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Principal place of residence (PPR) exemption

The principal place of residence (PPR) exemption is available for properties owned and occupied as the PPR of a natural person.

The PPR exemption also extends to trustees of certain trusts (excluding discretionary and unit trusts) where land is owned by a trustee of a fixed trust.

Commonly identified errors are:

  • A PPR exemption registered in another Australian jurisdiction,
  • Failure to advise the SRO or provide a forwarding address when residing in another residence within Victoria, interstate or overseas,
  • Not advising the SRO that the property is leased, or is a holiday home,
  • Not advising the SRO that the property is used for business purposes,
  • Incorrectly completing the notice of acquisition, and
  • Failure to advise the SRO of changes of ownership, including family transfers, deceased estates, trusts and superannuation funds

More about the PPR exemption

Other land tax exemptions

We investigate a range of general exemptions which relate to land tax. The investigative focus is on land used for primary production and exemptions that have or should have ceased which may attract special land tax.

Other exemptions that are investigated include: sporting, recreational or cultural land, rooming houses, residential care facilities, supported residential services, retirement villages, caravan parks, crown land, statutory authorities and land being used as a mine.

Commonly identified errors are:

  • Not being aware that a change in the land zoning may affect the exemption,
  • Not fulfilling the business and ownership criteria when the land is within the metropolitan boundary and within an urban zone,
  • Not knowing that agistment of animals for non-primary production purposes attracts land tax, and
  • Not advising the SRO when the use of the property has changed

More about land tax exemptions

Corporate land tax (COLT)

The corporate land tax compliance program focuses on companies that are found to be related such as land holding entities with common shareholdings.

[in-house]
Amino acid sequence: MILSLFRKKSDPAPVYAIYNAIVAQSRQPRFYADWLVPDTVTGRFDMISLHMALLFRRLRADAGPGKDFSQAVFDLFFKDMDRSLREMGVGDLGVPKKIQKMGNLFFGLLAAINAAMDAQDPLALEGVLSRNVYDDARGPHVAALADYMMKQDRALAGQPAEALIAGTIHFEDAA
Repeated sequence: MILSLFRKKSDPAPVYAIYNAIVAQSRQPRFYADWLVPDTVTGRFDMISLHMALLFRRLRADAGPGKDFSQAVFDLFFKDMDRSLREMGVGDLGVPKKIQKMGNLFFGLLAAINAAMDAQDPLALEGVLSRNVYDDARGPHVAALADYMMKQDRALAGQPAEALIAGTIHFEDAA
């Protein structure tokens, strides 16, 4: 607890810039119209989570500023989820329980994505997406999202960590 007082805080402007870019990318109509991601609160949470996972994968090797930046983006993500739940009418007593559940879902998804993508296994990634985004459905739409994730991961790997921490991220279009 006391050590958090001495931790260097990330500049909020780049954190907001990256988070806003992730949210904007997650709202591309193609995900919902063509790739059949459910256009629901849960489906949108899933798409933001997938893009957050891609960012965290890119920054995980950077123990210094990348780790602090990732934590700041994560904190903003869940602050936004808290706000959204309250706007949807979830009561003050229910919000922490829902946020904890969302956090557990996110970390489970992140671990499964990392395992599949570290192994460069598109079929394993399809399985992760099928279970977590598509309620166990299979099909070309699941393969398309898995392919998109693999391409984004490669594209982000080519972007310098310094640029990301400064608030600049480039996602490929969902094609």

Cases are identified through a range of data matching activities, including use of ASIC company data.

Related corporations may be treated as a single corporation and land tax reassessed on the aggregate taxable value of Victorian land. Members of the group are assessed as a single corporation and are jointly liable for the tax payable by the group.

Compliance activities are also undertaken on trust land and the obligations under the trust provisions, using a range of data matching techniques which includes matching ATO trust records with existing SRO data.

All trustees holding land in Victoria are required to notify the Commissioner. If the beneficial interest in land is not declared within the statutory time frame, a trust surcharge rate applies of 0.375 per cent for landholdings between $25,000 and $1.8 million.

The COLT compliance program seeks to ensure that Victorian land is accurately recorded in the correct legal and beneficial ownership and that tax is applied to the aggregate value of lands or at the surcharge rate.

Commonly identified errors are:

  • Not being aware that companies may be related for land tax purposes and the situations in which these related corporations will form a group,
  • Not fulfilling the requirements to notify the SRO when land is being held on trust, and
  • Not notifying the SRO that land tax assessments have been incorrectly issued to a company in its own right and not in its capacity as a trustee

More about land tax and groups


The land tax trust compliance program focuses on identifying Victorian-based land holding trusts that have failed to notify the SRO of land owned in their capacity as trustee.

One source of information used is ATO data. For taxpayers who have notified of a trust relationship, a surcharge assessment will issue for those lands held on trust.

Commonly identified errors are:

  • Corporations who fail to notify the SRO that land is being held on trust, and
  • Failure to lodge with the SRO a notice of trust acquisition of an interest in land

More about land tax and trusts

Crown land

The lessee of Crown land is deemed to be the owner of the land for land tax purposes. Generally, the lessee of the land is liable for land tax, unless the lease is a retail premises lease or the lessee is eligible for an exemption. 

Commonly identified errors are:

  • Not notifying the SRO of the commencement of a Crown lease within Victoria, and
  • Not notifying the SRO of the omission of a Crown lease from current land holdings 

Absentee owner surcharge

An absentee owner surcharge applies to Victorian land owned by an absentee owner. 

The absentee owner surcharge is an additional amount that applies over the land tax you pay at general and trust surcharge rates. Depending on how and who owns the land, the surcharge also applies to jointly owned land.

From 1 January 2017, this surcharge is 1.5 per cent (previously 0.5 per cent).

The surcharge does not apply if land is exempt from land tax or if the total taxable value of your land(s) is below the threshold.

You must tell us if you are an absentee owner. This is important. Penalties may apply if you don’t tell us.

More on the absentee owner surcharge